Spending the day at Asheville Urban Farms is deceptive. It is much more than a purveyor of fresh wheatgrass for Green Sage, or a supplier of basil for Strada restaurant, or kale for Tupelo Honey. It is a giant laboratory for learning to grow food, in what, for most of us, appears to be an unconventional way. Hydroponic farming is also good news for people in various states of emergency, when food sources must be developed rapidly, but because of war, or natural disasters like a tsunami, a flood, or a hurricane, traditional agricultural methods may not be functional. Anthony Coggiola, the Chief Executive Officer of Asheville Urban Farms, the Chief Operating Officer, Bill Muller, and restaurateur Sherrye Coggiola, Director of Sales and Marketing, all work in tandem. They contribute to the innovative and lush production of “towers” of vegetables grown at their headquarters on Amboy Road, within 2.5 miles of downtown Asheville. Some of those greens you eat at local restaurants were picked within hours of consumption, and they are, truly, “local.” As Anthony Coggiola says, “I cut these greens 40 minutes before they arrive at a restaurant.”
Coggiola speaks to the viability of urban farming because, as he says, “The population of the United States is 83% urban. Food costs will go up 120 to 180% by 2030.” Although Asheville Urban Farms has targeted restaurants with which they conduct business, he’s aware that since those are wholesale bulk buyers, he isn’t getting the best price point. However, he acknowledges Asheville is a tourism town, “so we’re considered a local service industry. There are a large percentage of independent restaurants here and we can help stabilize costs for their produce.”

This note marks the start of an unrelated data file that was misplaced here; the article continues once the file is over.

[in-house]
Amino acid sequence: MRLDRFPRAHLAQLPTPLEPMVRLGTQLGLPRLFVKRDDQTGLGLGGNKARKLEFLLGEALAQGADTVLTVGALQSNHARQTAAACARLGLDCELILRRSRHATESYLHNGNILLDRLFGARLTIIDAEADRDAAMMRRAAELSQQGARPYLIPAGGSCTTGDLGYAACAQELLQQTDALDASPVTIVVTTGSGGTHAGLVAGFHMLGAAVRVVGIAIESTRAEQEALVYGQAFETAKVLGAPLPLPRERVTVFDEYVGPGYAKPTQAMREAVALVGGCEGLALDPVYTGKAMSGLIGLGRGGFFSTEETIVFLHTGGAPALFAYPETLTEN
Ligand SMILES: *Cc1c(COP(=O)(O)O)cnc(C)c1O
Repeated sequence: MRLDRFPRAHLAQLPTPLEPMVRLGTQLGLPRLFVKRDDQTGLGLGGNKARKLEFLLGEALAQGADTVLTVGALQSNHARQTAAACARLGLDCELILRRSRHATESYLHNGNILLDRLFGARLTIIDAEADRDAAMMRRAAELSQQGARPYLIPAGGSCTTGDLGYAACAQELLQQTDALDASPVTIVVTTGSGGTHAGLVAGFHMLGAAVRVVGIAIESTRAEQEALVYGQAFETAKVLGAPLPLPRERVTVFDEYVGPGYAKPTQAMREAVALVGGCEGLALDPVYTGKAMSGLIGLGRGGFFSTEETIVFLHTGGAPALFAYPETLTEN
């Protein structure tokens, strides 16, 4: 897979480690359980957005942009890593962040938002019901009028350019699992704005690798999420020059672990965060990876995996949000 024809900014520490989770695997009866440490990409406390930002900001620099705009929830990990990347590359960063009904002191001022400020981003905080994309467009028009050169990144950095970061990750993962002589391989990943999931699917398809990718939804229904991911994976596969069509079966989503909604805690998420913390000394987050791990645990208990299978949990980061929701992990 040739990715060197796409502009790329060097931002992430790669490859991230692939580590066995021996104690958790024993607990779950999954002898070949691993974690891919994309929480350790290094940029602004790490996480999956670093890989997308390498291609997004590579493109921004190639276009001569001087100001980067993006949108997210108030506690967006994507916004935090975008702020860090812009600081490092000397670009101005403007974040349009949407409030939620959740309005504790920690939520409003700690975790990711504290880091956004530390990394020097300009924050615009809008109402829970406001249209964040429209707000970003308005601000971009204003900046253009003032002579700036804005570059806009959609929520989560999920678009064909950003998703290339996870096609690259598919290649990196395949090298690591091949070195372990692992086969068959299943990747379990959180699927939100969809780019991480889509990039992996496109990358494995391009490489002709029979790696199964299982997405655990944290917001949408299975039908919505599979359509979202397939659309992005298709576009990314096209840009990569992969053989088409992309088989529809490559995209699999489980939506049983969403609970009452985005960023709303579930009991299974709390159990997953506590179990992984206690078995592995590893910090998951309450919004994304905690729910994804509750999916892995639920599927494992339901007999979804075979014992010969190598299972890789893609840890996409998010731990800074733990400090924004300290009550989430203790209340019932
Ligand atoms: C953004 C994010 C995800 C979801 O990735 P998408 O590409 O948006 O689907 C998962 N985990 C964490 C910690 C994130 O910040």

Asheville Urban Farms can switch crops in 4 weeks, and provide crops during the winter months when local farms aren’t producing. However, they won’t put themselves into competition with local farmers. This enterprise has a mission, and sustainability and community support are central to it. For example, they won’t grow tomatoes during the outdoor growing season but will grow heirloom tomatoes in winter at the hydroponic farm. Incidentally, he reveals that 80% of the tomatoes consumed in the US are grown in Florida and California. We move out of the office areas and into 10,000 square feet of open space, which contain various plastic-tented greenhouses. Anthony begins describing three types of hydroponic systems. In the first, the ebb and flow system, seed is planted in a small plug of reconstituted bark. The bark sits in a shallow tray of water, and absorbs water, which is actually an AUF produced compost “tea” rich in nutrients. The bark wicks nutrients in a solution of highly aerated water; the seedlings and tray sit under a specifically selected light source producing rapid plant development. The entire system depends on electrical energy. An AUF goal is at some point to supply the electrical energy via solar panels. The second hydroponic method employed at the farm is a deep-water raft system. Three inch plastic net cups are filled with hydro corn, which are kiln-fired clay “pebbles.” The hydro corn supports the root system; the roots grow down and throughout the bark plugs, eventually reaching the liquid nutrient below the raft, rather than spreading outward as they would in soil. The net cups float in 3 inch cubbyholes spread throughout large floating rafts of a non-harmful “foam.”